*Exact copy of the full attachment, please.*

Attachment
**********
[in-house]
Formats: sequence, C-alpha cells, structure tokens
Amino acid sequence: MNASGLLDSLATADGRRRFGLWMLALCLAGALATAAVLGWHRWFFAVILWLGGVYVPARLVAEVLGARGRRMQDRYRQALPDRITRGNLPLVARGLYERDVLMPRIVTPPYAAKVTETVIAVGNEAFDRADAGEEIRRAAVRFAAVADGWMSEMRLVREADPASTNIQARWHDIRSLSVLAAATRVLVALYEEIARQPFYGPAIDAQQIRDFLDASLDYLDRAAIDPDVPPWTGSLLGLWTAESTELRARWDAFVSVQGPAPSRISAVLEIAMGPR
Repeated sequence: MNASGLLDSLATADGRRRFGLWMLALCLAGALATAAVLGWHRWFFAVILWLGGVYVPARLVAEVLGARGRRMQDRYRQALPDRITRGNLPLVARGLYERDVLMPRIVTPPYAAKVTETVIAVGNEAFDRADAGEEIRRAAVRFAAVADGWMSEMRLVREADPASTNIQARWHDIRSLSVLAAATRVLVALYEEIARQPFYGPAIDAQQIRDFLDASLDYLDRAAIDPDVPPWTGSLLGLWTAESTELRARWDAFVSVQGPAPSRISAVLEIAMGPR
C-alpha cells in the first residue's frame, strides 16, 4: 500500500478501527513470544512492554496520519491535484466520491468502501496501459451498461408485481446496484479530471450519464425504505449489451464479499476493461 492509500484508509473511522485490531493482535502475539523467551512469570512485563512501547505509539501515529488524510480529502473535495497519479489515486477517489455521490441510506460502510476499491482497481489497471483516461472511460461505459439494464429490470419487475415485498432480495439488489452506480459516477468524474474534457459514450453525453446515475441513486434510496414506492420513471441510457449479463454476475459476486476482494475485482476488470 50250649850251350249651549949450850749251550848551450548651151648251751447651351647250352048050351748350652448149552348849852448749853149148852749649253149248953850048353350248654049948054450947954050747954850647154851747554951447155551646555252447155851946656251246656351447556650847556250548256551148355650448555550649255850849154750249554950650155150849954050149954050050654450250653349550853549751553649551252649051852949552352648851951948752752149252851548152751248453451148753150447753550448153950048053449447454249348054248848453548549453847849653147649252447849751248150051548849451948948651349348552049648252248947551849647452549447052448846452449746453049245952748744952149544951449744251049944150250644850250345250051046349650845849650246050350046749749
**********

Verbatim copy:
[in-house]
Formats: sequence, C-alpha cells, structure tokens
Amino acid sequence: MNASGLLDSLATADGRRRFGLWMLALCLAGALATAAVLGWHRWFFAVILWLGGVYVPARLVAEVLGARGRRMQDRYRQALPDRITRGNLPLVARGLYERDVLMPRIVTPPYAAKVTETVIAVGNEAFDRADAGEEIRRAAVRFAAVADGWMSEMRLVREADPASTNIQARWHDIRSLSVLAAATRVLVALYEEIARQPFYGPAIDAQQIRDFLDASLDYLDRAAIDPDVPPWTGSLLGLWTAESTELRARWDAFVSVQGPAPSRISAVLEIAMGPR
Repeated sequence: MNASGLLDSLATADGRRRFGLWMLALCLAGALATAAVLGWHRWFFAVILWLGGVYVPARLVAEVLGARGRRMQDRYRQALPDRITRGNLPLVARGLYERDVLMPRIVTPPYAAKVTETVIAVGNEAFDRADAGEEIRRAAVRFAAVADGWMSEMRLVREADPASTNIQARWHDIRSLSVLAAATRVLVALYEEIARQPFYGPAIDAQQIRDFLDASLDYLDRAAIDPDVPPWTGSLLGLWTAESTELRARWDAFVSVQGPAPSRISAVLEIAMGPR
C-alpha cells in the first residue's frame, strides 16, 4: 500500500478501527513470544512492554496520519491535484466520491468502501496501459451498461408485481446496484479530471450519464425504505449489451464479499476493461 492509500484508509473511522485490531493482535502475539523467551512469570512485563512501547505509539501515529488524510480529502473535495497519479489515486477517489455521490441510506460502510476499491482497481489497471483516461472511460461505459439494464429490470419487475415485498432480495439488489452506480459516477468524474474534457459514450453525453446515475441513486434510496414506492420513471441510457449479463454476475459476486476482494475485482476488470 50250649850251350249651549949450850749251550848551450548651151648251751447651351647250352048050351748350652448149552348849852448749853149148852749649253149248953850048353350248654049948054450947954050747954850647154851747554951447155551646555252447155851946656251246656351447556650847556250548256551148355650448555550649255850849154750249554950650155150849954050149954050050654450250653349550853549751553649551252649051852949552352648851951948752752149252851548152751248453451148753150447753550448153950048053449447454249348054248848453548549453847849653147649252447849751248150051548849451948948651349348552049648252248947551849647452549447052448846452449746453049245952748744952149544951449744251049944150250644850250345250051046349650845849650246050350046749749